Hawaii Democrats on Wednesday were meeting to pick three names to forward to Gov. Neil Abercrombie as he considers an appointee to replace the late U.S. Sen. Daniel Inouye.
One by one, 13 of 14 candidates briefly made their cases before the state party's central committee in a meeting at the party's headquarters in small mall east of downtown Honolulu. Those not present made their cases in video messages, including U.S. Rep. Colleen Hanabusa, a frontrunner for the job thanks to Inouye himself.
The committee then met in private to name three finalists, picking the first three candidates who receive majority support from the committee.
Under Hawaii law, Abercrombie gets to make the final selection from the narrowed crop. The state party gets to pick three candidates because Inouye was a Democrat.
Before he died last week, Inouye pushed to be replaced by Hanabusa. He told Abercrombie in a letter it was his last wish.
Lt. Gov. Brian Schatz and incoming U.S. Rep. Tulsi Gabbard have also put in for the job, along with several candidates who hold smaller state offices.
The appointee will serve until a general election in 2014, when an election will be held to fill the seat through 2016, the end of Inouye's original term.
Hanabusa, 61, said in a video message played at the meeting that she's honored to have Inouye's support but she also is qualified to assume the seat and hit the ground running.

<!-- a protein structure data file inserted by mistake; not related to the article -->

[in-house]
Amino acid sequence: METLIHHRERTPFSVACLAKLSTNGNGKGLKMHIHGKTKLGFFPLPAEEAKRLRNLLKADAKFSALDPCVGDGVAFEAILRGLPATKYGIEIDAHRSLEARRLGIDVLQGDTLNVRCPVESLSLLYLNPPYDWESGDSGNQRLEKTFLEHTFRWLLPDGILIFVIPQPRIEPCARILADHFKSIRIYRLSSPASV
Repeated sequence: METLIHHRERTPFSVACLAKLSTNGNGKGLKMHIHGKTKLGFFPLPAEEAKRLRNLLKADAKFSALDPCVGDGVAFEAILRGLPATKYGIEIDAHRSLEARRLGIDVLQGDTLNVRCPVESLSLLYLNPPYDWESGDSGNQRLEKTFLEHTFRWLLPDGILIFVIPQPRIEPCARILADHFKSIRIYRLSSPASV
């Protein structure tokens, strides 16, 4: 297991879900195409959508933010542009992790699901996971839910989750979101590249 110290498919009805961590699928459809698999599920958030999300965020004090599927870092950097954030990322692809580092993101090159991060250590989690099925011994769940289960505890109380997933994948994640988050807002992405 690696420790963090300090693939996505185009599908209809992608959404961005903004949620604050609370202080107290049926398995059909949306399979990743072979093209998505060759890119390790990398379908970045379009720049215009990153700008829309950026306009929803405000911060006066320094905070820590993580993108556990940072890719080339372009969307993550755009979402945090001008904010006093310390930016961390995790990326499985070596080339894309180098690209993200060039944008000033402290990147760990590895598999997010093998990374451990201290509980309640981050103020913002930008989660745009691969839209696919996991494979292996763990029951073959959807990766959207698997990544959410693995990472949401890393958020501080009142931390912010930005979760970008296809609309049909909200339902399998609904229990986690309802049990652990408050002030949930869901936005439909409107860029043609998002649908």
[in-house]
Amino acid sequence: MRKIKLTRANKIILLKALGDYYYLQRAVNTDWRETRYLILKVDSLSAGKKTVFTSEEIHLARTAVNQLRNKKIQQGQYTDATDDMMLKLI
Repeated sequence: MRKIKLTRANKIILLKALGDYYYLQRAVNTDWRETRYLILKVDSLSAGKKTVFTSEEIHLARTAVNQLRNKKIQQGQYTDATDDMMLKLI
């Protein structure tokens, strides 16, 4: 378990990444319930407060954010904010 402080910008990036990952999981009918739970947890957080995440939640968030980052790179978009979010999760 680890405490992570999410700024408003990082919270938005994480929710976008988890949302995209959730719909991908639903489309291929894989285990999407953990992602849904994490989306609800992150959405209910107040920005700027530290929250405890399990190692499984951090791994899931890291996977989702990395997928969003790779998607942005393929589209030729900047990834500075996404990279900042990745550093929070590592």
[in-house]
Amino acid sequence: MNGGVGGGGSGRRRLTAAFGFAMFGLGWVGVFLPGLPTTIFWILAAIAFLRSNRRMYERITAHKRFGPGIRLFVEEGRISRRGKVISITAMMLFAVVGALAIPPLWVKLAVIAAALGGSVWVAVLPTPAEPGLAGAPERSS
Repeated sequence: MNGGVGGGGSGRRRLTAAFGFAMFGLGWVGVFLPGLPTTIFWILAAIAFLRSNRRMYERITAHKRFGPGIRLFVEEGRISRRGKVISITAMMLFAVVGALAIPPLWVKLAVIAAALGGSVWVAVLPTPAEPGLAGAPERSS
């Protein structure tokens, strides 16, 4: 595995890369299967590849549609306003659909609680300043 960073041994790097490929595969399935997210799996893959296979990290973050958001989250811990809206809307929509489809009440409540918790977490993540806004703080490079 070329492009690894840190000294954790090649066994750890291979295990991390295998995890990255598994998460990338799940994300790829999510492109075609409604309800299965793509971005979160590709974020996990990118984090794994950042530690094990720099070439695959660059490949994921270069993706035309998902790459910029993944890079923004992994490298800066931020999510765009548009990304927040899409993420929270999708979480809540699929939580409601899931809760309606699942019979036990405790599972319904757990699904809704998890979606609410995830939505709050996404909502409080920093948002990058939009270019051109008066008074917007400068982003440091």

"Not one of us has any favorable rights to that position," Hanabusa said.
A member of the central committee gave a "Jersey Shore"-style fist pump as Hanabusa was introduced.
Schatz, 40, said that if appointed, he would try to make being a U.S. senator his life's work. Both he and Gabbard, 31, stressed the need to build up seniority over decades.
Gabbard spent part of Christmas Day tweeting and sharing messages of support for her candidacy through her campaign website. Among others, Newark, N.J., mayor Cory Booker said on Twitter that Gabbard should get the appointment.
It's not clear how much weight Abercrombie will give Inouye's letter as he considers his pick. His office has also not given a timetable for the selection, though Senate Majority Leader Harry Reid urged he make the selection quickly so the pick can take part in important votes at the end of the year, including legislation on the so-called fiscal cliff crisis.
The meeting included some lighter moments as longshot candidates took turns pleading their cases.
Timothy Hogan, the first candidate to speak, said he was a party faithful who would not run again in 2014. He said he wanted to serve as a "caretaker" for the seat for the party.
A woman who had called into the meeting by phone responded: "What about the seniority of the seat, you idiot," which drew gasps, laughs and calls from the audience to ask those who called in to mute their lines.
Another candidate, Antonio Gimbernat, called in from Maui and described himself as 44 years old, heterosexual, single with no kids and someone who likes to surf and play the ukulele. He said he has been sober for 12 years.
"TMI, dude," responded an audience member in the room.